The results of the 2013 Henley Boat Races:
Lightweight Men’s Boat Race: Oxford bt Cambridge by 1 â…” lengths in 6:49.
Newton Women’s Boat Race: Oxford bt Cambridge by 1 ¾ lengths in 7:21.
Lightweight Women’s Boat Race: Oxford bt Cambridge by 4 ¾ lengths in 7:33
Newton Women’s Reserves Boat Race: Osiris (Oxford) bt Blondie (Cambridge) by 6 lengths in 7:41.
Oxford won four out of four varsity races on a windy day of racing set at the London 2012 venue Dorney Lake. The Oxford crews dealt better with the rough conditions, taking home wins that included the Newton Women’s Boat Race 2013 and the Lightweight Men’s and Women’s Boat Races.
In the final race of the day, the Lightweight Men’s Boat Race, Oxford’s lower cadence proved successful in the difficult water. Both crews got out of the blocks cleanly, with Oxford taking a slight lead by the 250m point. Rating 34 compared to Cambridge’s 39, they extended this to ¾ length by 500m. Cambridge made a push, holding Oxford’s speed and checking their advance for the middle of the race. But a confident Oxford crew maintained control, and with the crowds cheering them on they crossed the line 1 â…” lengths ahead.
Christian Proctor, cox for the Oxford crew, said, “Conditions were better than they had been earlier in the week actually. It was OK off the start but we got hit by a nasty gust at 250. The race went according to plan; we were actually happier with the start than normally. The guys did really well. The coach too – he prepared us really well for the conditions.”
Cambridge had the better start in the Newton Women’s Boat Race, taking a lead of a few seats after ten strokes. They extended the lead to half a length at the 250m mark, rating 35 strokes per minute to Oxford’s 31. However, Oxford’s longer rhythm proved more effective, as they started to hold their opponents speed. By 750m in, they began eat away at the Cambridge lead, and at the 1250m mark they drew level. Cambridge seemed less comfortable in the choppy water, and Oxford looked commanding as they raced past the crowds of supporters. Cambridge were unable to respond, and Oxford won by a margin of 1 ¾ lengths.
Mary Foord-Weston, who rowed at 3 in the Oxford crew this year and in last year’s losing Oxford crew, said, “It was pretty grim. We trained here throughout the week so we were used to the horrible winds. We weren’t surprised they got ahead off the start, we’re quite a small crew. Our real strength was our race rhythm once we got in into the middle section of the race. Once we crossed the line it took a minute to sink in, but then I was incredibly excited.”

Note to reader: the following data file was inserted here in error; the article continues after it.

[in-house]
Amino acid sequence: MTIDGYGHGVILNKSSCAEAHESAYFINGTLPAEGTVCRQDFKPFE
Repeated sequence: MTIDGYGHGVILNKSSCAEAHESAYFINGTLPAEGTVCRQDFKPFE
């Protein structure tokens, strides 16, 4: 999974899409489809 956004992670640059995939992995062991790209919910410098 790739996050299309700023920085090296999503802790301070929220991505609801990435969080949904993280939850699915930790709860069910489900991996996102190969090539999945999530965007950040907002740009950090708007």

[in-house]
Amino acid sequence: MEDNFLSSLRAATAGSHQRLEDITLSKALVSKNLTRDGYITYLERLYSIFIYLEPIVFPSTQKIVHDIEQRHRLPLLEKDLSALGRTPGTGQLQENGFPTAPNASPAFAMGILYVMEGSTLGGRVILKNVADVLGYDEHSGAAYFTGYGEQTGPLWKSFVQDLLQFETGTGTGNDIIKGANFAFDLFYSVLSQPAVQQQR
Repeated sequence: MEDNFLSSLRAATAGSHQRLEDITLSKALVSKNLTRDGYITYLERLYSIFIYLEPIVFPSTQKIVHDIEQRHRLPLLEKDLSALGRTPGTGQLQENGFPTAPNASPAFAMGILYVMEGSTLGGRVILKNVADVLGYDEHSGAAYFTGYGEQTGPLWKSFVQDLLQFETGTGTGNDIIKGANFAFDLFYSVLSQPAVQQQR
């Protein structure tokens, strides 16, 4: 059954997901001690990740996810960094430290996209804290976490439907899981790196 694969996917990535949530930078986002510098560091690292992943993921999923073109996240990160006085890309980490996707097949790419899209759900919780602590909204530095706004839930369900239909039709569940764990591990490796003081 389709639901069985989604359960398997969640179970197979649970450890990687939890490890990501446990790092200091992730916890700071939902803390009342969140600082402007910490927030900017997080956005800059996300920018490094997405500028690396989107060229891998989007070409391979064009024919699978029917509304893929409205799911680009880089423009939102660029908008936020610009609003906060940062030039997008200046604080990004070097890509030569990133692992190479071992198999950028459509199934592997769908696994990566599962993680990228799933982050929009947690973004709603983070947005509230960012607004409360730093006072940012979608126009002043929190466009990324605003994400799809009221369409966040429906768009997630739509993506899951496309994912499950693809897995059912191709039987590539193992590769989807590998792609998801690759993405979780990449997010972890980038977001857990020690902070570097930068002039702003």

Emily Day, who rowed at 7 in the Cambridge crew, said, “It was pretty windy – it was hard work off the start, but I think all the crews dealt with it pretty well. We had the race of our lives, we’re really proud of how we rowed. There’s nothing we could have done that we didn’t do, we left everything on the water. Thank you for a fantastic race.”
Cambridge took an early advantage in the Lightweight Women’s Boat Race. However, after the first 100m Oxford began reeling in the slight Cambridge lead, and by 500m had just got their bows in front. While both crews maintained a rate of striking of 34, Oxford looked more stable and solid in the gusty cross-headwind. Oxford had a one length lead at the halfway mark, and the famous Dorney roar helped them extend to a final verdict of 4 ¾ lengths.
Conditions proved difficult for the Cambridge University Women’s Boat Club reserves, Blondie, who were still adjusting their boat when umpire Sir Matthew Pinsent started the crews. Their opponents from Oxford, Osiris, relaxed into the race and showed excellent rhythm, while Blondie rated slightly higher. By the 500m point, Osiris had built a lead of a ¼ length. Their more relaxed approach to dealing with the conditions then paid off, and they extended this to two and a half lengths at the halfway point. Blondie had too much work to do, and Osiris crossed the line well ahead.
A very cold umpire, Sir Matthew Pinsent, said, “The women’s lightweight race was close for the first 500 or so but the Women’s Boat Race had that chance of lead, which was great.
“I’ve definitely noticed the professionalism of the boat clubs going up. I’ve interacted with them during trial eights, had briefings this week and was at the weigh-in and their expectations are rising.”
Downing College, Cambridge, triumphed over St John’s College, Oxford in the Intercollegiate Women’s Race. After a tight race that saw both crews still level at the halfway mark, it was Downing that maintained their form over the distance, winning by 1 length. Gonville & Caius College, Cambridge showed excellent class, beating Balliol College, Oxford by 7 lengths to give them their third consecutive win in the race.
Tom James, MBE, presented the winning Oxford presidents with the Francombe Cup for Victor Ludorum.
The Henley Boat Races will return to Henley-on-Thames next year, including for the final time the Newton Women’s Boat race before it moves to the tideway in 2015.